How Visitation Works
If parents agree to visitation by grandparents, there is no need to seek court approval; however, divorce and separation can often result in distancing a grandparent from their grandchildren.
A grandparent seeking visitation rights in family court will need to prove that this visitation is in the best interest of the child. Some of the factors that the court will consider include:
- The existing relationship between the grandparents and grandchildren
- The child's physical, emotional, and mental health
- The impact that the visitation would have on the child’s growth and development
- The impact the visitation would have on the child’s relationship with their parents
- In some cases, the wishes of the child
Visitation rights for grandparents with regards to grandchildren who have been adopted by someone outside of the family are generally terminated upon adoption. Even when a stepparent adopts a child, a court might not allow visitation by a grandparent if that relationship is detrimental to the child’s relationship with their new legal, adoptive parent.
How Custody Works
The court might award custody to a grandparent if the child is being neglected or abused by their parents. The court will consider this option if:
- The grandparent has a relationship with the child that was encouraged by the parents or by a court order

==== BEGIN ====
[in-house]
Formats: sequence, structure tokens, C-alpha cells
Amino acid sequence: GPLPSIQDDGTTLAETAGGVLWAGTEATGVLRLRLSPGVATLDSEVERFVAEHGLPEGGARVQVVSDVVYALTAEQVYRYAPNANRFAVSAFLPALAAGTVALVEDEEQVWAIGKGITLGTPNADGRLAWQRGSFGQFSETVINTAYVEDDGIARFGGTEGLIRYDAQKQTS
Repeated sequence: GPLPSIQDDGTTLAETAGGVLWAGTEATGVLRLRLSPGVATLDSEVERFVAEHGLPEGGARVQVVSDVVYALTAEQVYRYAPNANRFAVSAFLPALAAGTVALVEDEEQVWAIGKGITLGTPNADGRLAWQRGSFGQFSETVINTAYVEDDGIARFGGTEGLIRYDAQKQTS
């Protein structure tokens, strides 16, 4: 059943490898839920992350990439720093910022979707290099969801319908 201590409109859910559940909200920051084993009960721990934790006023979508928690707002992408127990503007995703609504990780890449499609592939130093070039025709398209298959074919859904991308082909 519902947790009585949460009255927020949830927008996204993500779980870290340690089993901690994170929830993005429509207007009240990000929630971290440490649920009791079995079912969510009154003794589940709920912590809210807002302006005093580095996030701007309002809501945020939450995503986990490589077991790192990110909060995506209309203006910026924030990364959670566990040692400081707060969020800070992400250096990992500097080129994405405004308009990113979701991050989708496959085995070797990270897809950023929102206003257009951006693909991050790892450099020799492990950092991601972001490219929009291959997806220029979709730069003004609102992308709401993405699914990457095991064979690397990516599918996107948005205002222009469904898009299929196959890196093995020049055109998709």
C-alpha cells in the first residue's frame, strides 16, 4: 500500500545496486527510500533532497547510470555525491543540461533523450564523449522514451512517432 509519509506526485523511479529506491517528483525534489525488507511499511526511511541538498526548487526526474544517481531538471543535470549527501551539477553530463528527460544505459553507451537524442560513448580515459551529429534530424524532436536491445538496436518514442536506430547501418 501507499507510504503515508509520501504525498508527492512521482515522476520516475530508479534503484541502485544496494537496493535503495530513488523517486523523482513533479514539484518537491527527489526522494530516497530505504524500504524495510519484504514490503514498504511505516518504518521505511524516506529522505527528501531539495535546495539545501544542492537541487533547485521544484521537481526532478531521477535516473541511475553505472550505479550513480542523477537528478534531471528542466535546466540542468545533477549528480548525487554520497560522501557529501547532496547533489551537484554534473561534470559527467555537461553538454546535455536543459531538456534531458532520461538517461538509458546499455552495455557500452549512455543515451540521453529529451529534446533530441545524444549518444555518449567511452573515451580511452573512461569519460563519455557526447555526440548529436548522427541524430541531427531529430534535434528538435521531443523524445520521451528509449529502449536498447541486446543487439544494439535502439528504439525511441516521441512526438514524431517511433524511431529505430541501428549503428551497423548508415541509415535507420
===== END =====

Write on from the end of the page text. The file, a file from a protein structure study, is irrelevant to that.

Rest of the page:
- The grandparent has assumed custody of the child or is willing to do so
- The child is either a dependent under the age of 18, or is at great risk of neglect, abuse, drugs or alcohol use by parents, or has lived with their grandparents for 12 consecutive months.
Meeting these requirements still does not ensure that the court will award custody to a grandparent. To protect the best interests of the child, the court will also consider the child’s contact with the grandparents prior to filing for custody, potential interference with a parent-child relationship, and the emotional, physical, educational, and special needs of the child.
If the child has been residing with a grandparent for at least 12 consecutive months, excluding brief and temporary absences, and parents remove the child from the grandparent’s home, the grandparent must petition the court for custody within six months of the removal.
Explore Your Rights with a
Grandparents’ Rights Attorney
in Pittsburgh, Pennsylvania
Grandparents can be such a positive influence for their grandchildren while providing much-needed support for their parents. Most grandparents wish to have a close relationship with their grandchildren, even if that wish isn’t always supported by the child’s parents. By law, if custody is argued between a parent and a third party, which includes grandparents, the presumption of custody is typically awarded to the parent. While the wishes of parents take precedence, that does not always mean there isn’t room for grandparents.
Whether talking to the parents of your grandchild has failed, you believe your grandchildren live in a dangerous environment, or you simply want to formalize your custodial rights for grandchildren who live with you, it is imperative that you seek the help of an experienced family law attorney so that you can explore your rights under Pennsylvania law.